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New Model Simulates Ground Water and Surface Water Interactions


A new model to simulate ground-water and surface-water interactions has been released by the U.S. Geological Survey (USGS). The Ground-water and Surface-water FLOW (GSFLOW) model simultaneously accounts for climatic conditions, runoff across the land surface, subsurface flow and storage, and the connections among terrestrial systems, streams, lakes, wetlands, and ground water.

“GSFLOW can be used to analyze many complex water-resource questions faced by society that increasingly involve understanding the connectivity of surface water and ground water,” said Robert M. Hirsch, USGS Associate Director for Water. GSFLOW can be used to examine issues such as: the effects of water-resource development on streamflow, wetlands, or ground-water resources of a watershed, how ground-water recharge and streamflow conditions will respond to changes in land use throughout a watershed, and how hydrologic conditions and aquatic resources of a watershed change in response to climate variability.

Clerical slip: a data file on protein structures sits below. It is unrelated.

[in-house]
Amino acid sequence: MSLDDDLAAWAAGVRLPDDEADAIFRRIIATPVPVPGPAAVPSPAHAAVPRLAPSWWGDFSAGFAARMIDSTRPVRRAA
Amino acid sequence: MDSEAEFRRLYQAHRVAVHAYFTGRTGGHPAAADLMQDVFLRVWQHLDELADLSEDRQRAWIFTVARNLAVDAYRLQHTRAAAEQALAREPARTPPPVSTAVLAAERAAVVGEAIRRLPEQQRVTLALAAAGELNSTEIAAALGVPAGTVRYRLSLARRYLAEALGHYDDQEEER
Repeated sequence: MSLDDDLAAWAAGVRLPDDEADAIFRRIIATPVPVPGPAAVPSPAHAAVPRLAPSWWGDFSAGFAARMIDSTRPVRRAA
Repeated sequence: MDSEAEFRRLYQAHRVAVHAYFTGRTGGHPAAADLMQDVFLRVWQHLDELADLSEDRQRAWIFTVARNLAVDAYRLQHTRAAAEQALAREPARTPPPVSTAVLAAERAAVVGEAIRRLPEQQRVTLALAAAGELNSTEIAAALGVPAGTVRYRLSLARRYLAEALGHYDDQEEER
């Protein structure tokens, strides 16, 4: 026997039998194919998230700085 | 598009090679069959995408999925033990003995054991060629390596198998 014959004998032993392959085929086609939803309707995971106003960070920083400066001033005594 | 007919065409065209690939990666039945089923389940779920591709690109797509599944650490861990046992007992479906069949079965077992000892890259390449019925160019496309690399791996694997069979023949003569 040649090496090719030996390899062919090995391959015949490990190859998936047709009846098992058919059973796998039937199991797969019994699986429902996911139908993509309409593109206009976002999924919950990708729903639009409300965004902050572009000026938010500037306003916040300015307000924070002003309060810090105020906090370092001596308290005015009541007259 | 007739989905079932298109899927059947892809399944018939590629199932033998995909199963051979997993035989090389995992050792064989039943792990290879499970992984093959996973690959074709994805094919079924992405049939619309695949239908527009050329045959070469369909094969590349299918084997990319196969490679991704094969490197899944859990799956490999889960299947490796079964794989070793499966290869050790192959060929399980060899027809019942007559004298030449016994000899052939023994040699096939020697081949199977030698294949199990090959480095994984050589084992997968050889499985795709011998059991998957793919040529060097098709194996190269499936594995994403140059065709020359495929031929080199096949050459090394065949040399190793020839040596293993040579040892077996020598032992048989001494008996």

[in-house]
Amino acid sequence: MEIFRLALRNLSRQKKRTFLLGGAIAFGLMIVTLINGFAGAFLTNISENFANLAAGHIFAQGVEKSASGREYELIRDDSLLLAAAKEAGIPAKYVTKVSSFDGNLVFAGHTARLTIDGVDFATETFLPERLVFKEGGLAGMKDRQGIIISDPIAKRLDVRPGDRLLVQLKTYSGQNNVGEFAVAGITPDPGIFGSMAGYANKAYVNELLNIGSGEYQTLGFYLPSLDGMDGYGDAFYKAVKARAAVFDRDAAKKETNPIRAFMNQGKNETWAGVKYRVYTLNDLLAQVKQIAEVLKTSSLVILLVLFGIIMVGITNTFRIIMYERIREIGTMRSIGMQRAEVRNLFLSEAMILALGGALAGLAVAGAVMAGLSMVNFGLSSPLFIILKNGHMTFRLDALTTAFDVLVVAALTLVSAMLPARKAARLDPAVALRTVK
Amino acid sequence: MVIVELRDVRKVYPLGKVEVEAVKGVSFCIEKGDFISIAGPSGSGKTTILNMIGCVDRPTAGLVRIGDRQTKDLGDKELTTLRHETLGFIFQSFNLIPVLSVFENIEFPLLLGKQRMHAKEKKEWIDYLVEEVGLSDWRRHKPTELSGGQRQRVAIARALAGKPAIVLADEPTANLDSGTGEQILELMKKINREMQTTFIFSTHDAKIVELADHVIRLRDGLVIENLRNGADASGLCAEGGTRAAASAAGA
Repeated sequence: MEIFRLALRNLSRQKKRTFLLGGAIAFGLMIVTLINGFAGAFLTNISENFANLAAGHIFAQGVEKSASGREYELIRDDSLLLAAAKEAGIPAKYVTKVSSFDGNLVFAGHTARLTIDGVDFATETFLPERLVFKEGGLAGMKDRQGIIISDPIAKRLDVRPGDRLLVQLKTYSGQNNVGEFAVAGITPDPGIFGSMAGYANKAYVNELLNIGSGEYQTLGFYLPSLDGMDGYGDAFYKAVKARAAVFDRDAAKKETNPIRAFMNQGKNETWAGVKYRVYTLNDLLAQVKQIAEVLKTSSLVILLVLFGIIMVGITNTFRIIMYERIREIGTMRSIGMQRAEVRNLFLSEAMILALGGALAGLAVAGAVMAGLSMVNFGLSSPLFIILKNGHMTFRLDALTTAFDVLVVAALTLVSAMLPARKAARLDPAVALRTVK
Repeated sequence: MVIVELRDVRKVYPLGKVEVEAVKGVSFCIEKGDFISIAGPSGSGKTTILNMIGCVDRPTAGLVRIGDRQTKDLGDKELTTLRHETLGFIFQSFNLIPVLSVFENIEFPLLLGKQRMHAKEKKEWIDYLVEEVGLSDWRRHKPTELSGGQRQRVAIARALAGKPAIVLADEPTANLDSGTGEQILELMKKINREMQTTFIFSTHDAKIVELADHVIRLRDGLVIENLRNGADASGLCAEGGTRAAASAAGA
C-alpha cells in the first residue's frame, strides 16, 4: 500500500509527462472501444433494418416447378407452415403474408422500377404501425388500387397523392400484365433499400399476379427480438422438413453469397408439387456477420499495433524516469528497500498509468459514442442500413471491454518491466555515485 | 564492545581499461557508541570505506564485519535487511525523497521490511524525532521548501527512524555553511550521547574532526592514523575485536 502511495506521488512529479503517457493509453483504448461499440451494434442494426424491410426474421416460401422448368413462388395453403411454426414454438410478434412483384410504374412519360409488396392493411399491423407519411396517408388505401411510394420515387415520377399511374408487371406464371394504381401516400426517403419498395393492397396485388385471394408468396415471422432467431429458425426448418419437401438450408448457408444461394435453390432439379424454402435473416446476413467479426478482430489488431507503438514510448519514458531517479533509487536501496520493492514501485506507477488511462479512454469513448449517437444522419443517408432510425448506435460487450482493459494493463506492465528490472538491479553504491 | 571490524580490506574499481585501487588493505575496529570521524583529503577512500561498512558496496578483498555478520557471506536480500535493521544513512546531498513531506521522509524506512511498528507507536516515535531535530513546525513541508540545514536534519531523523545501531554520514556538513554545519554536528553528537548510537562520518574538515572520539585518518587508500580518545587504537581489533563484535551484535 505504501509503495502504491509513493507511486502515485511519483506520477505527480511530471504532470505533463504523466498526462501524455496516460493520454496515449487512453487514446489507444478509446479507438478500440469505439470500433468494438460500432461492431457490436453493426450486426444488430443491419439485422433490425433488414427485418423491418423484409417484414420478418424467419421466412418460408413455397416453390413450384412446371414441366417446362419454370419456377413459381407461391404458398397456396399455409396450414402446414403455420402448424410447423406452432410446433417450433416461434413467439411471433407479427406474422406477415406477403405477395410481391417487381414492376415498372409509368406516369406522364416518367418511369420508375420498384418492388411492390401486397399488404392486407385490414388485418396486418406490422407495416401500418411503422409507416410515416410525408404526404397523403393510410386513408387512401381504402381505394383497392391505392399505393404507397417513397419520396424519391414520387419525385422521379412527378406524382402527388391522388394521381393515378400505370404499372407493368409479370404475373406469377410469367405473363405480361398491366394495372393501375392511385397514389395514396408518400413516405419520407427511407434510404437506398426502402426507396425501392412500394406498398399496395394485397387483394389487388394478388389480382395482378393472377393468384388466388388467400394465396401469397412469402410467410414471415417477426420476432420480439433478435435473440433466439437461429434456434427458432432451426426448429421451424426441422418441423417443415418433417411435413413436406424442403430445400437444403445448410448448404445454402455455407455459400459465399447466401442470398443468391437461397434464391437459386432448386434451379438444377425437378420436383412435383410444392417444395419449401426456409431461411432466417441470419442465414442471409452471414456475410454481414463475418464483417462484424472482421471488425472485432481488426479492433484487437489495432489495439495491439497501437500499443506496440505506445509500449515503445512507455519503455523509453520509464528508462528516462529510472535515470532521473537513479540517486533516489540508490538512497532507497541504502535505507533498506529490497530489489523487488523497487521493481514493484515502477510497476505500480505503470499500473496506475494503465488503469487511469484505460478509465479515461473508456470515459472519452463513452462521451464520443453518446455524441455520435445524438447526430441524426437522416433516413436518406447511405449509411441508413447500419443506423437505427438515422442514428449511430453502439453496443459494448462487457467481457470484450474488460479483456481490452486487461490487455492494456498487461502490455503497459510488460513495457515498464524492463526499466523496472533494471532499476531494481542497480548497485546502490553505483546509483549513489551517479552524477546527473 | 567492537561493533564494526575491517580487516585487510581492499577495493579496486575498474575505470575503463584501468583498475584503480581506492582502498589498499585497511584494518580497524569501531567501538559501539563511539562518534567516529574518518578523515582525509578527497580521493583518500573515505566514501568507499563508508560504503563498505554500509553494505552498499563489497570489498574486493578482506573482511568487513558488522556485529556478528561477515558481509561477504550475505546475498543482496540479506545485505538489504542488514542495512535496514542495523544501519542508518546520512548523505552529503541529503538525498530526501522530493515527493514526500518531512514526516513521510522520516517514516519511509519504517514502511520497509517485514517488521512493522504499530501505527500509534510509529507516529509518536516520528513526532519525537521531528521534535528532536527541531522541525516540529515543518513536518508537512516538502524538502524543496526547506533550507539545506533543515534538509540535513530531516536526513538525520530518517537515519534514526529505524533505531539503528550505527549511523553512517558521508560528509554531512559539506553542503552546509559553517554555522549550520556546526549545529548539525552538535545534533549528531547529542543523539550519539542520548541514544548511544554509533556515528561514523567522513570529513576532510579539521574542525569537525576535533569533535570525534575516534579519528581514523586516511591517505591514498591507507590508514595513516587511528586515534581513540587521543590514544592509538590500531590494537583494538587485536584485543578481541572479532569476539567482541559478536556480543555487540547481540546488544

The GSFLOW model will be an invaluable tool in examining water availability under the Survey’s proposed Water for America Initiative. A major aspect of the Initiative, which plans to complete a comprehensive census of the Nation’s water resources in the next ten years, is to investigate how ground water and surface water interactions affect the overall availability of the resource.

GSFLOW is applicable to watersheds that range from a few square miles to several thousand, and for time periods that range from months to several decades. GSFLOW is based on the USGS Precipitation-Runoff Modeling System (PRMS) and the USGS Modular Ground-Water Flow Model (MODFLOW-2005). Many enhancements have been made to the PRMS and MODFLOW-2005 models to improve the simulation of watershed-scale processes, including enhanced representation of soil-zone and unsaturated-zone hydrologic processes.

Initial applications of GSFLOW are underway in Pennsylvania, Wisconsin, California, and Nevada through the USGS Cooperative Water Program. Because of the complexity of the GSFLOW model, interdisciplinary teams of scientists are working on these important initial applications. GSFLOW is available free to all users by visiting


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